A team of cyber-security researchers has developed an experimental exploit that harnesses a patched Windows vulnerability, and the results are quite impressive. The exploit can be used to gain access to the Active Directory domain controllers, which play the role of door guards for computers connected to a network.
The vulnerability comes with a secure critical rating and the maximum threat level according to the Common Vulnerability Scoring System. However, it does require access to a target network, but such a task can be handled easily by using compromised devices or other tactics.
Post-compromise exploits are a great boon for attackers who wish to inject spyware and other types of malicious software on infected machines. One of the easiest ways to breach a secure network is to fool employees into clicking a modified link, usually via email attachments.
In most cases, the greatest challenge is to escalate low-level privileges to gain access to valuable data. The new proof-of-concept exploits developed by the security researchers grant instant access to admin-grade privileges, allowing them to take over the Active Directory and perform a variety of tasks or changes without restrictions.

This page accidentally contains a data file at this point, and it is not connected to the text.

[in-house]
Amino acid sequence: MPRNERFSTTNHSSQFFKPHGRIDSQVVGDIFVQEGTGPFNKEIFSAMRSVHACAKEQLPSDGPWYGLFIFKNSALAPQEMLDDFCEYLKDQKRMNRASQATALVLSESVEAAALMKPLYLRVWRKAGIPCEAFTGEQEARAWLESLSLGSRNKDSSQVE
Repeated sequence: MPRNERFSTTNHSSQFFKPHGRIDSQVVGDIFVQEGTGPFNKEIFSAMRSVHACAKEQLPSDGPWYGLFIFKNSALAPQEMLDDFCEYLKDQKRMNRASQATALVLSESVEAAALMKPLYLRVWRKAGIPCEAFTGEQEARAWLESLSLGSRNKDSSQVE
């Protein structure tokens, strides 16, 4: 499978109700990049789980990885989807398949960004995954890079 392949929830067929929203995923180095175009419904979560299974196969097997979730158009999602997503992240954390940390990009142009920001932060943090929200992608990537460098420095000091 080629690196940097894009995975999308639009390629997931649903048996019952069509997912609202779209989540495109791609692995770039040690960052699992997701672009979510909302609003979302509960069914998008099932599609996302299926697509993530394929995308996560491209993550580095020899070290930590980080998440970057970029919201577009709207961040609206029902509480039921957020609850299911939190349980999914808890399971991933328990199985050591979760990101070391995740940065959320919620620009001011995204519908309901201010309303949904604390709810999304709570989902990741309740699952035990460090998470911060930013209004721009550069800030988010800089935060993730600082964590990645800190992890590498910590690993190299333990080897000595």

Easy to harness
In a nutshell, once the attacker manages to gain access to the network, they have the option to do whatever they with little to no effort since the attack is fully unauthenticated and there is no need to obtain or rely on user credentials, a trait which makes the exploit even more dangerous.
According to the team, the exploit developed by them is quite effective, and it won’t be released until the patch that was released by Microsoft is installed across a large number of servers. However, others could use the patch to reverse-engineer their way to the vulnerability and develop an alternate exploit that could be even better.
The vulnerability is also known as Zerologon.